Academic life is hell - official

March 15, 2002

It is official: lecturers are being pressured into teaching longer hours, sometimes in breach of their contracts, in increasingly large classes, with less time for contact with their students and less time for research.

They spend more time on administration and red tape, their morale is at rock bottom, they see their promotion prospects as poor and view their managers with contempt, according to an audit of academics' working lives by lecturers' union Natfhe. The report, published today, is based on a survey of more than 800 members. It will form a key part of the union's demands for the spending review.

Tom Wilson, head of the universities department at Natfhe, said the findings proved that the government's 50 per cent student participation target was doomed to fail without massive investment. "People are so grossly overworked and at the end of their tether. There is no question of increasing student numbers without commensurate funding. And there was no sign of that in last week's funding allocations."

More than half of respondents said their work had changed for the worse over recent years, with 13.4 per cent saying it was "much worse". Only 20 per cent said it had got better. Almost 56 per cent said the student experience was worse, with 15 per cent saying it was "much worse".

A third said the size of their workload was their most important issue, while 17 per cent cited pay. The third most pressing issue was low morale, with 12.8 per cent saying it was most important.

Managers were rated as "poor" by almost a third of respondents, with only 1.2 per cent judging their bosses as "excellent".

Natfhe found the following:

* Almost 80 per cent of staff reported an increase in their teaching workload in the past five years, with almost a third describing the increase as "large"

* Some 80 per cent reported an increase in the number of students they were responsible for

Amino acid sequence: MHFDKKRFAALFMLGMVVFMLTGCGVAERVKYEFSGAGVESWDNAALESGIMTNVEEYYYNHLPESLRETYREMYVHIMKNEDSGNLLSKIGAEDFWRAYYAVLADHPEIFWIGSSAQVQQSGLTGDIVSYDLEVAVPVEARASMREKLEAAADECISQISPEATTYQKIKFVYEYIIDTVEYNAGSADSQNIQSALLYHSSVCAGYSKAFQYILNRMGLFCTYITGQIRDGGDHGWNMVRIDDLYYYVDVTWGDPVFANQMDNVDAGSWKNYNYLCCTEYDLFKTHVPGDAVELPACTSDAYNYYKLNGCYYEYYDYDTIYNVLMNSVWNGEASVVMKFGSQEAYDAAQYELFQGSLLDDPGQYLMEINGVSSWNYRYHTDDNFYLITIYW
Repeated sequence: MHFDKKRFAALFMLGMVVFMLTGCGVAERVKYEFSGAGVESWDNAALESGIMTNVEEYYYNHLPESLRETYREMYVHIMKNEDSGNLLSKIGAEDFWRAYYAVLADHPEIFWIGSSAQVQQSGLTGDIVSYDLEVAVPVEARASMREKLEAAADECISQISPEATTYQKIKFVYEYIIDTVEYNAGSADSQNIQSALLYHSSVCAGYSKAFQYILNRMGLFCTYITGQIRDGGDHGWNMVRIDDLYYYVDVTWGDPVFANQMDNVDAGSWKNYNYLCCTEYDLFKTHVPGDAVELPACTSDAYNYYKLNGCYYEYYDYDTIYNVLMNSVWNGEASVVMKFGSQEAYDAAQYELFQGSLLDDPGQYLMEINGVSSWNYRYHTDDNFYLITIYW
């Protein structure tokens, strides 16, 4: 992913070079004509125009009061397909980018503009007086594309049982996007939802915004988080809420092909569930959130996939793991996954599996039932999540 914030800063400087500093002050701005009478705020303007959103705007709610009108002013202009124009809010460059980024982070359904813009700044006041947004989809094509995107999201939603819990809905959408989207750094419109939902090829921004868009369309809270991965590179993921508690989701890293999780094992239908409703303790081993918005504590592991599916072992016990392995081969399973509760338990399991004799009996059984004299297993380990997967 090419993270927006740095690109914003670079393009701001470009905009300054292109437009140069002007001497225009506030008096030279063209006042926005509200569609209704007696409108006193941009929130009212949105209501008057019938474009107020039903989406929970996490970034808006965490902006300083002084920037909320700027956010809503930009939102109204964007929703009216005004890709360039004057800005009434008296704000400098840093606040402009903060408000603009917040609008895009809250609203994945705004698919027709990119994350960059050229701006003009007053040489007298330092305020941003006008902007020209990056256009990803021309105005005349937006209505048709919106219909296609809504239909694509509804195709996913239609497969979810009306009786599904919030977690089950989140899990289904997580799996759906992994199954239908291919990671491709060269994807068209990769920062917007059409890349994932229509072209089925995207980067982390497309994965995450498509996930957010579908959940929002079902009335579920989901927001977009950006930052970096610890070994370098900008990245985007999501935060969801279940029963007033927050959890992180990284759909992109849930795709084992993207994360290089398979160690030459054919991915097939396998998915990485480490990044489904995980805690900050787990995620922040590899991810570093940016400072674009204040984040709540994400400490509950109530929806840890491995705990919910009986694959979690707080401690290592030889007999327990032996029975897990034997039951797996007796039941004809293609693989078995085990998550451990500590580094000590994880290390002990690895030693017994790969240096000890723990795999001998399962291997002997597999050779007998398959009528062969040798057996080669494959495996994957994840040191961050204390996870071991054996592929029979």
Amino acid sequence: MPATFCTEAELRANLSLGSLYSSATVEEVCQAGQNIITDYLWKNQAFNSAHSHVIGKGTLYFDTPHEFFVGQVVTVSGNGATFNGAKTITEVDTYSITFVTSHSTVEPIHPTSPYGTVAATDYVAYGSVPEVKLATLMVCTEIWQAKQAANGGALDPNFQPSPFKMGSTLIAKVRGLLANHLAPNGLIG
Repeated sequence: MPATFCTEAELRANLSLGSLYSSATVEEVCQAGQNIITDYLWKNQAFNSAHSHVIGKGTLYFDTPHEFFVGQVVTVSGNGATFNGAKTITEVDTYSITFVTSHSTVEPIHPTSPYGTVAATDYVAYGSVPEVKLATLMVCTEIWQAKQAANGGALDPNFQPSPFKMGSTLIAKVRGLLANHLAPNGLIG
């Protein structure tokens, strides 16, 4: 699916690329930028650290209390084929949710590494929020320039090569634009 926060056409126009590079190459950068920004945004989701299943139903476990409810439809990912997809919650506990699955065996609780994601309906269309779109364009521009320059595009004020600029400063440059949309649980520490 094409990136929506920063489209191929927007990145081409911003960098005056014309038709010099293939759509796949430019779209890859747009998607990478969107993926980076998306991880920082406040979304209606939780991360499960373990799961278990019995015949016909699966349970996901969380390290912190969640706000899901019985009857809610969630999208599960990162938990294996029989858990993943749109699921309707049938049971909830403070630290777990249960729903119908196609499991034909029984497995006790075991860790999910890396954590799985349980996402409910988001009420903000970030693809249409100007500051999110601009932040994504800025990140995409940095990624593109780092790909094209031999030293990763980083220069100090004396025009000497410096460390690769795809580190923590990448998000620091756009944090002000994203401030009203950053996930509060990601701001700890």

* 70.6 per cent reported an increase in class sizes and 56.8 per cent reported an increase in preparation hours

* 58.2 per cent reported a decrease in contact time per student

* 86.9 per cent reported an increase in teaching-related administration

* 59.1 per cent said they had been denied reasonable time and facilities for research, with 48.5 per cent saying that this was because they had too many teaching hours

* 28.8 per cent said they felt they had no prospect of promotion

* 67.7 per cent of respondents said they had faced pressure from management to teach up to the maximum contractual level of 18 hours a week in new universities, with almost all saying the pressure had increased in the past five years. More than a quarter said that they had faced pressure to exceed the maximum

* Just under 40 per cent of respondents said they took all their holiday entitlement, while 14.7 per cent said they took about half their entitlement and just over 7 per cent said they took even less.

Please login or register to read this article

Register to continue

Get a month's unlimited access to THE content online. Just register and complete your career summary.

Registration is free and only takes a moment. Once registered you can read a total of 3 articles each month, plus:

  • Sign up for the editor's highlights
  • Receive World University Rankings news first
  • Get job alerts, shortlist jobs and save job searches
  • Participate in reader discussions and post comments

Have your say

Log in or register to post comments